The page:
- Mediocre Results: involving more people in a collaboration can water down the results due to the number of compromises in the project that are made to satisfy all stakeholders
- Slow Progress: depending on the scope of the collaboration and the size of the group, including numerous stakeholders in multiple decisions can slow down the effort
Like other paradoxes or polarities that we manage in our workplaces, like change and continuity, collaboration is best seen as one part of a polarity between competition and collaboration. Both have its own benefits and limitations. As leaders, our role is often to determine where is it most advantageous to employ collaborative efforts and where might we employ competitive efforts.
How have you managed the collaboration vs. competition paradox in your work?
“Collaboration is defined as the synergistic relationship formed when two or more entities working together produce something much greater than the sum of their individual abilities and contributions.” – Dan Sanker
As Dee Anne mentioned in her last post, leaders need the ability to work across disciplines, sectors, and geographical boundaries to solve our grand challenges. In other words, they need the ability to work collaboratively.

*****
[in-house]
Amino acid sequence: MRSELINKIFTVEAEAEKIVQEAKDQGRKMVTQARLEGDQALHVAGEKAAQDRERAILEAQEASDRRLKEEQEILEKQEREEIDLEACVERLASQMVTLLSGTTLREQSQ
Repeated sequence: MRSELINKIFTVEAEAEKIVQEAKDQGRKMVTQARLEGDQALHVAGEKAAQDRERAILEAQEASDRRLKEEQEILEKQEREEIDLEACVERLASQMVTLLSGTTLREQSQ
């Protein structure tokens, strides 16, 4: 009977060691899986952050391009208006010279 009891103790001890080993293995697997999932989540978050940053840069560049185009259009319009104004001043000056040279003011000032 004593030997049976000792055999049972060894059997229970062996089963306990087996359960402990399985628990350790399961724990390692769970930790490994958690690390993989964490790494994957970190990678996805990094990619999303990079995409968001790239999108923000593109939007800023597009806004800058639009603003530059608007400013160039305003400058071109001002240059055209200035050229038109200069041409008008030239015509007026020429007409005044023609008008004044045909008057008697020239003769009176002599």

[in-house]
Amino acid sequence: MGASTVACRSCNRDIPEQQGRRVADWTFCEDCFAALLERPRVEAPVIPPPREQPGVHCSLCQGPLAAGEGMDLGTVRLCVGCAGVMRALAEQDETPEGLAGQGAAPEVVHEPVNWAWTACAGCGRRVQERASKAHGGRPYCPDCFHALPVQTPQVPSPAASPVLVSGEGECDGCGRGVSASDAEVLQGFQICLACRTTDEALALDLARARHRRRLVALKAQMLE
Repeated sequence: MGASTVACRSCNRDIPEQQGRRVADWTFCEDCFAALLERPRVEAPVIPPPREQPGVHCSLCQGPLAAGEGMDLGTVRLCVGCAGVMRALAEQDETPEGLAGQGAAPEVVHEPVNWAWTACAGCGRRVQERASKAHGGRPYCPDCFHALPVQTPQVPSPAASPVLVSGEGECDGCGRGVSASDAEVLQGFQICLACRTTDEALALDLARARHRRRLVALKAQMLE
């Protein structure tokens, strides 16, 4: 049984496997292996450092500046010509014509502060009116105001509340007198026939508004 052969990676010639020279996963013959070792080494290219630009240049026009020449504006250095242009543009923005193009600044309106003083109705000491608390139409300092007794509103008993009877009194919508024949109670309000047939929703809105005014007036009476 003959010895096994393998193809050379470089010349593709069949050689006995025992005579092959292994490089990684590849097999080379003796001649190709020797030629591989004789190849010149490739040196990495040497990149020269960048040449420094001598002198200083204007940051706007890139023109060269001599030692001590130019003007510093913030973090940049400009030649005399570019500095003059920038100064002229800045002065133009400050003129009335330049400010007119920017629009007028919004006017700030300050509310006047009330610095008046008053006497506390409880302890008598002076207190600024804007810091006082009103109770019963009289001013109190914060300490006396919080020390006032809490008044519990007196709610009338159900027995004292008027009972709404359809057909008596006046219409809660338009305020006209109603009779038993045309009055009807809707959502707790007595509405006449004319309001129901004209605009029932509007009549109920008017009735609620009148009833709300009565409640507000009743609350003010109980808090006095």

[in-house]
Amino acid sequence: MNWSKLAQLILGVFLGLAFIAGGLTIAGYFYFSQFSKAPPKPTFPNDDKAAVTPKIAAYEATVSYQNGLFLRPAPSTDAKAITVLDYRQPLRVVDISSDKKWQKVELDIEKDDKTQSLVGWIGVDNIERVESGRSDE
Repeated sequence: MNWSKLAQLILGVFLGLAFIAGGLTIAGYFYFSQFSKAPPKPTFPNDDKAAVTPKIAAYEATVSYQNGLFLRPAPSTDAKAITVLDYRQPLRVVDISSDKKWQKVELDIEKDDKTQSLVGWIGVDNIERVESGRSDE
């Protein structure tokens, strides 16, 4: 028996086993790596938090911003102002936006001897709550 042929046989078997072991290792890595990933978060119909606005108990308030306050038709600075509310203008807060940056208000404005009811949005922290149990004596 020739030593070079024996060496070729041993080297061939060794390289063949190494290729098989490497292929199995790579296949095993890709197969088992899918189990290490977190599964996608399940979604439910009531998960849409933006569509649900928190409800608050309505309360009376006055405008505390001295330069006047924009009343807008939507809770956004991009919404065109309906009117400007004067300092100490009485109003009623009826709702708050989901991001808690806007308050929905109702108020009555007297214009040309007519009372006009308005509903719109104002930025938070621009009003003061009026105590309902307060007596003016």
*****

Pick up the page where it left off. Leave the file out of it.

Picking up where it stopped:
For the last several years, collaboration has become a mantra of sorts within the Minnesota State Colleges and Universities (MnSCU). It’s the kind of behavior we say we want to model, encouraging all faculty, staff, and administrators to think beyond their self-interests or the boundaries of their own units, colleges, or universities, to the greater good. We aspire to work collaboratively to address our some of our own grand challenges within MnSCU, like keeping tuition affordable in the face of declining federal and state funding or ensuring that our students have access to education that prepares them to lead in every sector of Minnesota’s economy.
As a leader, you might ask, what can you do to create a culture that fosters collaboration? In his book, Collaborate! The Art of We, Dan Sanker says that while there is no one recipe for success, there are certain practices found among organizations that create and maintain collaborative cultures. Here are a few:
- Establish trust
- Give people enough time to collaborate
- Provide access to people and information
- Encourage communication
- Help people hold productive meetings
- Provide tools that facilitate collaboration
- Recognize and reward collaborative efforts
Some of the most satisfying work that I have been a part of in higher education has been the result of collaboration across disciplines and boundaries and working towards a common, larger goal. The best of those collaborations were built on trust, open communication, with resources allocated towards the efforts and clear sponsorship from top leaders.
What has worked to foster collaboration and work toward the common good in your experience?